Apparently I have to redraw the lines. Again.
Highly personal rant to follow, so. But helpful, I think.
For as long as I can remember, I’ve identified as a woman and as a bisexual woman. There were many reasons why I wasn’t comfortable with being labelled as straight (heterosexual) or as demisexual, pansexual and the like. Before yesterday my main criteria was by example; that is, I identified myself as heterosexual the moment I dreamt of marrying a prince (still a standing dream) and then as a bisexual when I first met Keira Knightley (in a very particular movie). So I can’t admit to any other identity because I’ve never had any occasion to do so. When anyone asks, though, I always say I identify as bisexual because life is too short to limit ourselves, because people are people no matter their gender.
But I always had to brush off the question: why am I bisexual, then? If my reasons were true, I should be able to find any member of the gender variance attractive, regardless of sex or gender. In fact, I actively swerved away from this dissonance, ignoring the way I could not explain why I was attracted to men and women, but not to men and women who were transitioning (for example). To me, being in a relationship with someone who identified as neither a man nor a woman is unthinkable.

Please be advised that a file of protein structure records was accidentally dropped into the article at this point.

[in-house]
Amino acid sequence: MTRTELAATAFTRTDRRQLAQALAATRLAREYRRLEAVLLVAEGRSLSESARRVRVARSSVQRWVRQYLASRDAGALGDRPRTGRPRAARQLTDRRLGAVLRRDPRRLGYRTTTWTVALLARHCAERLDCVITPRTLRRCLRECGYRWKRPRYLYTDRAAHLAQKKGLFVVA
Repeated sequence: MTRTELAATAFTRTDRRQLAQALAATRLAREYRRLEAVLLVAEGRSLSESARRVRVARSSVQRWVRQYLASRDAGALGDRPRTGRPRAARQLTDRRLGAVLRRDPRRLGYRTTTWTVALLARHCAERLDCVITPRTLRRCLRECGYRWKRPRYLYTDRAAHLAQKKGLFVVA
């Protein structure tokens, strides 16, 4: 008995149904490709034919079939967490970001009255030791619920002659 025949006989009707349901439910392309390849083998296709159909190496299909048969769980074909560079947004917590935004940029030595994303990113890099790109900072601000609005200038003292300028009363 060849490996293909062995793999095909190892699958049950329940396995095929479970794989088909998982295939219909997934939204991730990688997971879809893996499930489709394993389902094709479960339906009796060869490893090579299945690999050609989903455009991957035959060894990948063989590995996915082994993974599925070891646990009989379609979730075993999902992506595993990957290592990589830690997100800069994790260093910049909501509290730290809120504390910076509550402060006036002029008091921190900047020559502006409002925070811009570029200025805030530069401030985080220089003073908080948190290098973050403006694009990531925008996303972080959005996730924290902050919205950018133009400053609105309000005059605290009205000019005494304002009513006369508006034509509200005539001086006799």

Boy was I in for a lesson. I can’t remember what led me to watching her or his works, but there I ended up anyway: repeating the same YouTube video over and over again because I could not understand how a person could be so attractive in entirely two different and incredibly confusing ways. !!! If you haven’t watched the video yet, scroll back up and watch it now. !!!
So androgyny is now part of the question. I’ve been passingly aware, of course, but thanks to Erika Linder and Andrej Pejic (whom I’ve heard of before, but now I am truly enlightened), I find myself crushing on people who have indeterminate gender and who have publicly stated to subscribe to not only one gender, but either, both or none. Life-changer right there, because.
Well, I can’t call myself trisexual now, can I? I mean, I’m perfectly within my rights to call myself trisexual, i.e. attracted to members of three sexes: male, female and (n)either. But it sounds ridiculous and vaguely questionable (what do you mean by trisexual? Do you mean man, woman and potato fries? Or man, woman and that sweater you were drooling over? It’s okay. Sexual attraction to anything is acceptable. No kink-shaming here. Etc.)